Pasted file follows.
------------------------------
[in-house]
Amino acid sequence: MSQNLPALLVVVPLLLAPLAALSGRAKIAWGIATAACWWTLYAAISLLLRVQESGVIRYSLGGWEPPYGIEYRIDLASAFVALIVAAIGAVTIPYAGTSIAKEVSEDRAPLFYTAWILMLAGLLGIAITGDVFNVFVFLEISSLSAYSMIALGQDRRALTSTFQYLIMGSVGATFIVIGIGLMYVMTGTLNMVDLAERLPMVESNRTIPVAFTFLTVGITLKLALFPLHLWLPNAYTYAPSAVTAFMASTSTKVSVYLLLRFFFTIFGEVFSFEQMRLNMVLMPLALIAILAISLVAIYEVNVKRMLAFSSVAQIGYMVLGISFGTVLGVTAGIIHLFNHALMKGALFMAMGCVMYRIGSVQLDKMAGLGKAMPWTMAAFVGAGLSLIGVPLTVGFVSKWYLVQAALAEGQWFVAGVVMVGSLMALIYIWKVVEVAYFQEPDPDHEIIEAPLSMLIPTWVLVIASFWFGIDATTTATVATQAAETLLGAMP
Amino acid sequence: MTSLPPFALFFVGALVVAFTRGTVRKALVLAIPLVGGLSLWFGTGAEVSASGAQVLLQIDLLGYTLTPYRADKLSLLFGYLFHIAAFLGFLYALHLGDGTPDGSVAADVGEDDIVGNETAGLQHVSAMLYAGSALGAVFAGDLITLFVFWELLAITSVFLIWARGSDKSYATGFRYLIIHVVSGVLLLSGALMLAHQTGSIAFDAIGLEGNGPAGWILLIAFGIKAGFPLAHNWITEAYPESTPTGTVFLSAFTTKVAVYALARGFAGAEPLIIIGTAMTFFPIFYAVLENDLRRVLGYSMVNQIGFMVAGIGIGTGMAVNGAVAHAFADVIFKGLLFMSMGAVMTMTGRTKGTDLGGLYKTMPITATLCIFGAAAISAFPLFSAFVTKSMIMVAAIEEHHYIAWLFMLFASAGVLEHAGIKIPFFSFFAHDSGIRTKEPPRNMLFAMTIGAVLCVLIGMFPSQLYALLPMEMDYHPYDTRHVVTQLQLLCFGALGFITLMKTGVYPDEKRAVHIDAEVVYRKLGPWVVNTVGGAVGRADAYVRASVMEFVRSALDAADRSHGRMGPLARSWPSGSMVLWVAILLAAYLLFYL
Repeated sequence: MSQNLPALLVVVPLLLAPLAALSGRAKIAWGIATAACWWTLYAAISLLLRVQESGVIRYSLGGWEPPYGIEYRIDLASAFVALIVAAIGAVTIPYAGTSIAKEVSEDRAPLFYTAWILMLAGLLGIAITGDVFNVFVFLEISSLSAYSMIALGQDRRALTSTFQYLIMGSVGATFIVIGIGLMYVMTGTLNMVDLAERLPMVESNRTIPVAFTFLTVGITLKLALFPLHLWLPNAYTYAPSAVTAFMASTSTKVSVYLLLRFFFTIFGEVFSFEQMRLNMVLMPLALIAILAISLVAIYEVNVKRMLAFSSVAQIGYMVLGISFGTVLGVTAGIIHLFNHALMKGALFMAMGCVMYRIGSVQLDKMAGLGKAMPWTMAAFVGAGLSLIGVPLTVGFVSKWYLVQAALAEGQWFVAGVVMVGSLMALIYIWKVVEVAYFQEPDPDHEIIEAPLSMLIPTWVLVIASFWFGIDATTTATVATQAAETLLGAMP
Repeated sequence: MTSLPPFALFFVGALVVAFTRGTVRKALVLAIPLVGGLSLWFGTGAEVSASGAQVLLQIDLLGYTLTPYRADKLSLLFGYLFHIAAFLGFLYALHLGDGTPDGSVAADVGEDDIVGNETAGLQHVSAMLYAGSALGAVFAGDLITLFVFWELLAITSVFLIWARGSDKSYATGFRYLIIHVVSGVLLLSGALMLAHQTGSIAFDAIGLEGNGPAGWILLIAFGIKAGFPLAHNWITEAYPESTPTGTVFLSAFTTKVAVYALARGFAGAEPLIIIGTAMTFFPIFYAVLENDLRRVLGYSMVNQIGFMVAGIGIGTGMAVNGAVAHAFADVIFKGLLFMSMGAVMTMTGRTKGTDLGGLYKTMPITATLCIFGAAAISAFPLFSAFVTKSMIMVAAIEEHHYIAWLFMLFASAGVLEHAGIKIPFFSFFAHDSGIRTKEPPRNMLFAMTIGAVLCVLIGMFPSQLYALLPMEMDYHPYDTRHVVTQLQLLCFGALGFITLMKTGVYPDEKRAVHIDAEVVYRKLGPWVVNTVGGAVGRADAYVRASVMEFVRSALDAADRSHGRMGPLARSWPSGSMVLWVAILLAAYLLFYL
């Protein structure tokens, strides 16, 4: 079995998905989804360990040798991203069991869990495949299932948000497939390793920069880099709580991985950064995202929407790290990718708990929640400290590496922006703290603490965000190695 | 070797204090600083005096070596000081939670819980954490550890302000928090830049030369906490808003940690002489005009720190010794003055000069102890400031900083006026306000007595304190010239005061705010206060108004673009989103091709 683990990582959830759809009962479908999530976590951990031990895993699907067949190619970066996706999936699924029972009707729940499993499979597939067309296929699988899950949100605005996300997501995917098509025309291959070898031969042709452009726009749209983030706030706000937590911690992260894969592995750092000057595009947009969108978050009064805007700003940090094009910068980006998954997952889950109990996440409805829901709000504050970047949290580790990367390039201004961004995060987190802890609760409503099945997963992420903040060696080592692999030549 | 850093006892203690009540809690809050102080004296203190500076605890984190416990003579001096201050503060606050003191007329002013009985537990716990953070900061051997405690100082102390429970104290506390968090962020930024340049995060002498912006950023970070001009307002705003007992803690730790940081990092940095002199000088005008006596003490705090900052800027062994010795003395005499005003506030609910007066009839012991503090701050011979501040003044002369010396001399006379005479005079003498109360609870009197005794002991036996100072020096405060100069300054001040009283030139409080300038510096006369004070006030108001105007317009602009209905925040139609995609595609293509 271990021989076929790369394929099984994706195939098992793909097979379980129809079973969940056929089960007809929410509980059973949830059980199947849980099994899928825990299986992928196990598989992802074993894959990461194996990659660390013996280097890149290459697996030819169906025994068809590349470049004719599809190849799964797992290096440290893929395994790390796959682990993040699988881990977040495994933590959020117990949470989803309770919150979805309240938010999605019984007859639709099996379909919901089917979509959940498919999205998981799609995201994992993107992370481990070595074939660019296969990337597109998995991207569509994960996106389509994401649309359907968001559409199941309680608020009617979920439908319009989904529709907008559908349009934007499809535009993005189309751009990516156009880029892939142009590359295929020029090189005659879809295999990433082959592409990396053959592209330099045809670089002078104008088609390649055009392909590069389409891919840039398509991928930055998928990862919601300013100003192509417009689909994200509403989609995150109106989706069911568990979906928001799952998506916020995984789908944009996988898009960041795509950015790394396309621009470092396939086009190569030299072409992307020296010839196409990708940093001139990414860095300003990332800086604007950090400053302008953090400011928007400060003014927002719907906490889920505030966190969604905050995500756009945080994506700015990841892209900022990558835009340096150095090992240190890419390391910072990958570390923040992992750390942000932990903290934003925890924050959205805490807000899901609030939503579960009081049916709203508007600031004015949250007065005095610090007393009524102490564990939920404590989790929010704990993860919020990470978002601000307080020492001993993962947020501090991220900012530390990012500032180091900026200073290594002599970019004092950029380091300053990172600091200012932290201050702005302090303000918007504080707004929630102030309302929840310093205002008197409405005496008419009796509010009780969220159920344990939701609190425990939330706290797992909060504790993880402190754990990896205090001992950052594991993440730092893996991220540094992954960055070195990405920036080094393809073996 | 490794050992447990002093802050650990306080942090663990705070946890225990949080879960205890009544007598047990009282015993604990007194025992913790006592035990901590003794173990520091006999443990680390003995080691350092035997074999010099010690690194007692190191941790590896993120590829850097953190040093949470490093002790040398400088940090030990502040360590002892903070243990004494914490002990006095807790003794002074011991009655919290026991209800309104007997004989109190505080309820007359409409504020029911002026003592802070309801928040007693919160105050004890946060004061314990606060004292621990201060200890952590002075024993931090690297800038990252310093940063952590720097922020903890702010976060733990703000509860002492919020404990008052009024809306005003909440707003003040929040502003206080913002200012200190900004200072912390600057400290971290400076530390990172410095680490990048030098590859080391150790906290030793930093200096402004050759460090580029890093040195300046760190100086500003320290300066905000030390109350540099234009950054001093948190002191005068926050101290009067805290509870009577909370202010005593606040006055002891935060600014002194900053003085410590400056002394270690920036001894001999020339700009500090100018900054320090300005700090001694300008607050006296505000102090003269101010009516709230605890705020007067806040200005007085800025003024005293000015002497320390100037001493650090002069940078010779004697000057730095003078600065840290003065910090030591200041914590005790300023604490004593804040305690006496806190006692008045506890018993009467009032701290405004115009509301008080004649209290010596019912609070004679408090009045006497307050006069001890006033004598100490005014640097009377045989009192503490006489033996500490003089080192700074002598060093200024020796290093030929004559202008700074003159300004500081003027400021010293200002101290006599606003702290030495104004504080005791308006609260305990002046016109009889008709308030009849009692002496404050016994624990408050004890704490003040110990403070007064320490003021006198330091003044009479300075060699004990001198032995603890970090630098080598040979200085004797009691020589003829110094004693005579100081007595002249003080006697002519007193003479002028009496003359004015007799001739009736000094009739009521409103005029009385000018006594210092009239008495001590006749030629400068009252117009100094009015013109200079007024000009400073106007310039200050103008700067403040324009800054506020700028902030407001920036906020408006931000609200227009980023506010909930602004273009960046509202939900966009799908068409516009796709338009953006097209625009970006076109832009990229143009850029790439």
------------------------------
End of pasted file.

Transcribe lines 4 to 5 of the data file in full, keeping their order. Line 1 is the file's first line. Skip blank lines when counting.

Repeated sequence: MSQNLPALLVVVPLLLAPLAALSGRAKIAWGIATAACWWTLYAAISLLLRVQESGVIRYSLGGWEPPYGIEYRIDLASAFVALIVAAIGAVTIPYAGTSIAKEVSEDRAPLFYTAWILMLAGLLGIAITGDVFNVFVFLEISSLSAYSMIALGQDRRALTSTFQYLIMGSVGATFIVIGIGLMYVMTGTLNMVDLAERLPMVESNRTIPVAFTFLTVGITLKLALFPLHLWLPNAYTYAPSAVTAFMASTSTKVSVYLLLRFFFTIFGEVFSFEQMRLNMVLMPLALIAILAISLVAIYEVNVKRMLAFSSVAQIGYMVLGISFGTVLGVTAGIIHLFNHALMKGALFMAMGCVMYRIGSVQLDKMAGLGKAMPWTMAAFVGAGLSLIGVPLTVGFVSKWYLVQAALAEGQWFVAGVVMVGSLMALIYIWKVVEVAYFQEPDPDHEIIEAPLSMLIPTWVLVIASFWFGIDATTTATVATQAAETLLGAMP
Repeated sequence: MTSLPPFALFFVGALVVAFTRGTVRKALVLAIPLVGGLSLWFGTGAEVSASGAQVLLQIDLLGYTLTPYRADKLSLLFGYLFHIAAFLGFLYALHLGDGTPDGSVAADVGEDDIVGNETAGLQHVSAMLYAGSALGAVFAGDLITLFVFWELLAITSVFLIWARGSDKSYATGFRYLIIHVVSGVLLLSGALMLAHQTGSIAFDAIGLEGNGPAGWILLIAFGIKAGFPLAHNWITEAYPESTPTGTVFLSAFTTKVAVYALARGFAGAEPLIIIGTAMTFFPIFYAVLENDLRRVLGYSMVNQIGFMVAGIGIGTGMAVNGAVAHAFADVIFKGLLFMSMGAVMTMTGRTKGTDLGGLYKTMPITATLCIFGAAAISAFPLFSAFVTKSMIMVAAIEEHHYIAWLFMLFASAGVLEHAGIKIPFFSFFAHDSGIRTKEPPRNMLFAMTIGAVLCVLIGMFPSQLYALLPMEMDYHPYDTRHVVTQLQLLCFGALGFITLMKTGVYPDEKRAVHIDAEVVYRKLGPWVVNTVGGAVGRADAYVRASVMEFVRSALDAADRSHGRMGPLARSWPSGSMVLWVAILLAAYLLFYL